The 1901 census of Scotland is indexed on www.scotlandspeople.gov.uk. To use it, you must register and pay a small access fee. All available censuses, 1841-1901, are indexed on this website. It may be easier for you to pay to use the website rather than access indexes through the library.

Church Records

The Established Church of Scotland was Presbyterian. Read more about church records

Here are the pre-1855 records that exist for this parish.  

Established Church—Old Parochial Registers

Event Type Years Covered Family History Library Film Number
Births: 1649-1667, 1700-1819 1040148 item 4
1820-1854 1040149 items 1-2
Marriages: 1649-1667, 1702-1786, 1794 1040148 item 4
1701-1854 1040149 items 1-2
Deaths: 1649-1667 1040148 item 4
1701-1851 1040149 items 1-2

www.familysearch.org/eng/library/fhlcatalog/supermainframeset.asp

Condition of Original Registers—

Index: For an index to these records, see the Scottish Church Records Index available on computer at the Family History Library and family history centers.  The records may be indexed in the International Genealogical Index.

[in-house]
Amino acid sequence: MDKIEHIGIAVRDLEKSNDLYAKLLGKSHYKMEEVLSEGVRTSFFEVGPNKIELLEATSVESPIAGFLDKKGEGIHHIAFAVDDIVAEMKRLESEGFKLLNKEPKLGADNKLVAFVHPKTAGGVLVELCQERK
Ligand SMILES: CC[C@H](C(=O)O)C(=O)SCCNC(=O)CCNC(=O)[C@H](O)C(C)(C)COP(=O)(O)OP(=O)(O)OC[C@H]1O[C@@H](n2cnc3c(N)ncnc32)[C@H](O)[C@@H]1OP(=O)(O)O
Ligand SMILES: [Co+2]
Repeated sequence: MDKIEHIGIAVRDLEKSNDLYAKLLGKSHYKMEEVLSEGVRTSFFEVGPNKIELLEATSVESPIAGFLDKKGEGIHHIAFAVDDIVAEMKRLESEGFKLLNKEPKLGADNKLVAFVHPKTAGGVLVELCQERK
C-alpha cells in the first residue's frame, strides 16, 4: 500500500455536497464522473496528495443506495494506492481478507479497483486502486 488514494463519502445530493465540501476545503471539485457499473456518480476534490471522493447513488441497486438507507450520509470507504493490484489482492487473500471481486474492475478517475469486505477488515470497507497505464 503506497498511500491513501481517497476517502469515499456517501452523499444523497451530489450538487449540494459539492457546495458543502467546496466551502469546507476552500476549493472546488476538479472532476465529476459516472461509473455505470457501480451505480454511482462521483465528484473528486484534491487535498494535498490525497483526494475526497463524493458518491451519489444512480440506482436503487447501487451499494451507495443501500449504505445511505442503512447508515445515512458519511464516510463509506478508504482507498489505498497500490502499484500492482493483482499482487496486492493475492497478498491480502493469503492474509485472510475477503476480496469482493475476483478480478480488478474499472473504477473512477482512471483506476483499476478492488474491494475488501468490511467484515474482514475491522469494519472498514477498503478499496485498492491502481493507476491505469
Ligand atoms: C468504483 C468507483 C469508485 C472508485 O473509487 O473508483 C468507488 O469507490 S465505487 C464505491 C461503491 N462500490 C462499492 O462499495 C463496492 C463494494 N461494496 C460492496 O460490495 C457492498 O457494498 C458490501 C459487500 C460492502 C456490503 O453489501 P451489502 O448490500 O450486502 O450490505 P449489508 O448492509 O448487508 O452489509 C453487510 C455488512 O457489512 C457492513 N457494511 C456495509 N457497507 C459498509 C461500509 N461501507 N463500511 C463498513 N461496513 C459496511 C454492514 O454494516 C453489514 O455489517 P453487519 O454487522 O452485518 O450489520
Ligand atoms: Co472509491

Births: There are no birth entries December 1661–March 1663, August 1667–September 1702. After 1794, blank spaces occur apparently intended for neglected registration.
Marriages: There are no entries December 1661–August 1663, July 1667–October 1702, except five for 1794, June 1786–April 1795. From this date until 1817 the entries are of proclamations, and these are incomplete until April 1797. Entries of sums mortified by bridegrooms before marriage 1701–1794 are in volume two.
Deaths: There are no death entries February 1662–February 1663 and June 1667–November 1744. Mortcloth Dues from November 1744–January 1817 when a record of death again begins. From 1704–1799 there are occasional entries relating to the funeral expenses of paupers which are mixed with other matters in volume two.